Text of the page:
Gabriela Hasbun for Forbes
Annus horribilis: President Trump
In 2020, President Trump declared war on social media. He would probably have had better luck maneuvering elephants across the Alps.
Most prominently, the president tried unsuccessfully to get Chinese-owned TikTok to sell to a US company within a few weeks. And then there was his equally unsuccessful campaign to get Congress to repeal Section 230, the key federal piece of legislation that gives social media companies and other internet businesses full legal protection. While there is significant bilateral support for changing the law, most lawmakers disagree with Trump’s sledgehammer approach and, as with many things, it seems that President-elect Biden is more likely to implement meaningful reform. “With a clearer and more coherent approach from the executive branch, I believe that consensus in Congress will give more room to grow,” said Graham Brookie, director of the Atlantic Council’s Digital Forensic Research Lab.
Jamel Toppin for Forbes
Forbes Prediction: Some of the TikTokers are growing up
They may be new famous online, but a lot of TikTok stars need a dose of reality. “Influencers think in the short term,” says Tiffany Zhong, 24, editor of a well-read annual report on social media trends and co-founder of Zebra IQ, an app that helps influencers build their online following. “Many of them have to learn to think long-term.” The most savvy TikTokers will focus less on paid branded businesses than on equity investments – either in companies they create or in established brands – and embark on the same path to riches that older, traditional stars took for them.
COURTESY JOSH RICHARDS
Some TikTokers are already thinking in this direction. In December, Charli D’Amelio (16) joined the fintech startup Step both as a public face and as an investor. 18-year-old star Josh Richards has done similar deals – with companies like LendTable, another fintech startup – and has taken on a new role as a full venture partner at Remus Capital in Boston. The appearance at Remus was an opportunity for me to gain a lot of experience in the world of venture funds. And as Gen Z themselves, they can get a lot of insight into the wishes of the next generation, ”says Richards. “I just want to be able to learn and absorb as much as possible – before I start my own fund.”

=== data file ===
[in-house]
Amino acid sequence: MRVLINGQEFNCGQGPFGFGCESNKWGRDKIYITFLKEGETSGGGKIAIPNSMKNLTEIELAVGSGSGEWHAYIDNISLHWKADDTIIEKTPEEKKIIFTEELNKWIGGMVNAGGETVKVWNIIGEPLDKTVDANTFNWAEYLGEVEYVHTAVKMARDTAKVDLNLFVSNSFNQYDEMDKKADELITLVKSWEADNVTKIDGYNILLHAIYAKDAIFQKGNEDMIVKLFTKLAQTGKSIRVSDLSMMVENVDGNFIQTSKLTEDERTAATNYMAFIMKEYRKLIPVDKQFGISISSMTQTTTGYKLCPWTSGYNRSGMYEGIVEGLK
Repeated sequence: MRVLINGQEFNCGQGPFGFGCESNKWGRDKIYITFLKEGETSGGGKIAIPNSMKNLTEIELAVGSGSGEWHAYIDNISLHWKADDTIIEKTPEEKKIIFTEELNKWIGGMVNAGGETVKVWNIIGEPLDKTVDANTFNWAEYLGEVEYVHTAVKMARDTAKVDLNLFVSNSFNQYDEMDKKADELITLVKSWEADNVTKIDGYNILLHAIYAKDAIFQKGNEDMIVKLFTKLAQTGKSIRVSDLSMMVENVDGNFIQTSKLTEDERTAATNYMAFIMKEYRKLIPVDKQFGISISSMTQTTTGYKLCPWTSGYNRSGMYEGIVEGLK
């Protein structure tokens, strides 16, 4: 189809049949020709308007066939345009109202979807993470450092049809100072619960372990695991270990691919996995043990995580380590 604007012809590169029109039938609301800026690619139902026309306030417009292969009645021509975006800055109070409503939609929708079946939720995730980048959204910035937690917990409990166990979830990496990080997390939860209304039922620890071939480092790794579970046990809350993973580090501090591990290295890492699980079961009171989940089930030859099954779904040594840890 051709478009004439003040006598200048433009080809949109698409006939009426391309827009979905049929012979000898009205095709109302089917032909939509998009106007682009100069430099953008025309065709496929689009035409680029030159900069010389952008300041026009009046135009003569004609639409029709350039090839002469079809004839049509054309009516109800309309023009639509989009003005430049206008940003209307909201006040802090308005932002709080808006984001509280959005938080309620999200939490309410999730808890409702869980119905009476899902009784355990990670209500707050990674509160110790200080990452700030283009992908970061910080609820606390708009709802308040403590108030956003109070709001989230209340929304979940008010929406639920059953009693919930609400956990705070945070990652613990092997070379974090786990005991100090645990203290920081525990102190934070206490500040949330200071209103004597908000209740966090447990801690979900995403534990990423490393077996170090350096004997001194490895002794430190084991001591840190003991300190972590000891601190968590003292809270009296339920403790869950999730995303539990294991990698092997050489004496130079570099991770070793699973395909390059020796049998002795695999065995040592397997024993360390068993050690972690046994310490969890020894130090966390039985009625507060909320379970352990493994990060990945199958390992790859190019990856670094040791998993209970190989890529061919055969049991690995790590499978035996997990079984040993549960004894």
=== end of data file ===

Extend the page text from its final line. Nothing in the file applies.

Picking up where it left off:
And drum rolls please …
Forbes Social Media Person of the Year: Charli D’Amelio
Nobody embodies the TikTok explosion better than Charli. Eighteen months ago she was an anonymous teenager from Connecticut. Today she’s the most visited person on TikTok and recently surpassed 100 million followers, a threshold few celebrities have crossed on an app. “Charli hits 100 million – it’s crazy,” says Jacob Pace, a co-influencer who runs a popular TikTok channel, @FlightHouse, and features interviews and music videos with top celebs like Charli. Their following is a pretty telling sign that “TikTok has gotten a lot more exposure and a lot more mainstream this year,” says Pace. These fans can’t get enough of Charli’s dance moves – or her chronicles of life with her family and her TikTok star sister, Dixie. She appeared on the Tonight Show with Jimmy Fallon, documented Paris Fashion Week as an official Prada guest and completed several lucrative corporate sponsorships with brands such as Morphe Cosmetics, Sabra Hummus and Hollister Clothing. Next up: a Kardashian-esque reality show on Hulu about the D’Amelio clan due out next year.
We gave these Forbes Social Media Awards 2020 after spending far too much time on TikTok and Twitter – and after some important consultations with venture capitalist Brianne Kimmel, founder of Work Life Ventures; Tiffany Zhong, a former award winner and co-founder of Zebra IQ, an app used to help influencers grow their online following; and Jacob Pace, the founder of FlightHouse, who runs both a popular TikTok account and digital marketing consultancy.